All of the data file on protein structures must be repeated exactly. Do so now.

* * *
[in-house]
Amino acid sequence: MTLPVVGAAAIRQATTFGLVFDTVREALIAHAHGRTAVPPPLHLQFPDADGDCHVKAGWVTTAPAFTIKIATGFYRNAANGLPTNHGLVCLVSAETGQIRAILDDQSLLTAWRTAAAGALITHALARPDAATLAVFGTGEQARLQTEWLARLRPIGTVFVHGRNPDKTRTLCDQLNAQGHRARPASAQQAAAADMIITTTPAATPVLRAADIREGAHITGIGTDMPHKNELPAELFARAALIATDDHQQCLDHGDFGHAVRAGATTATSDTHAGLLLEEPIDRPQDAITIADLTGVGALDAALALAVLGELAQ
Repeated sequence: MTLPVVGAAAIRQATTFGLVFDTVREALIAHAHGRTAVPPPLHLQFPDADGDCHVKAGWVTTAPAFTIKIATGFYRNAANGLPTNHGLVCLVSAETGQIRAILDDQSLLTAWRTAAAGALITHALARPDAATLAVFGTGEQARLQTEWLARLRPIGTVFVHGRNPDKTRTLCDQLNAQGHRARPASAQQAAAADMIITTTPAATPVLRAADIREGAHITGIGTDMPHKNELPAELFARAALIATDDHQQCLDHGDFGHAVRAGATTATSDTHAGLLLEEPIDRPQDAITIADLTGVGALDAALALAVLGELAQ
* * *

[in-house]
Amino acid sequence: MTLPVVGAAAIRQATTFGLVFDTVREALIAHAHGRTAVPPPLHLQFPDADGDCHVKAGWVTTAPAFTIKIATGFYRNAANGLPTNHGLVCLVSAETGQIRAILDDQSLLTAWRTAAAGALITHALARPDAATLAVFGTGEQARLQTEWLARLRPIGTVFVHGRNPDKTRTLCDQLNAQGHRARPASAQQAAAADMIITTTPAATPVLRAADIREGAHITGIGTDMPHKNELPAELFARAALIATDDHQQCLDHGDFGHAVRAGATTATSDTHAGLLLEEPIDRPQDAITIADLTGVGALDAALALAVLGELAQ
Repeated sequence: MTLPVVGAAAIRQATTFGLVFDTVREALIAHAHGRTAVPPPLHLQFPDADGDCHVKAGWVTTAPAFTIKIATGFYRNAANGLPTNHGLVCLVSAETGQIRAILDDQSLLTAWRTAAAGALITHALARPDAATLAVFGTGEQARLQTEWLARLRPIGTVFVHGRNPDKTRTLCDQLNAQGHRARPASAQQAAAADMIITTTPAATPVLRAADIREGAHITGIGTDMPHKNELPAELFARAALIATDDHQQCLDHGDFGHAVRAGATTATSDTHAGLLLEEPIDRPQDAITIADLTGVGALDAALALAVLGELAQ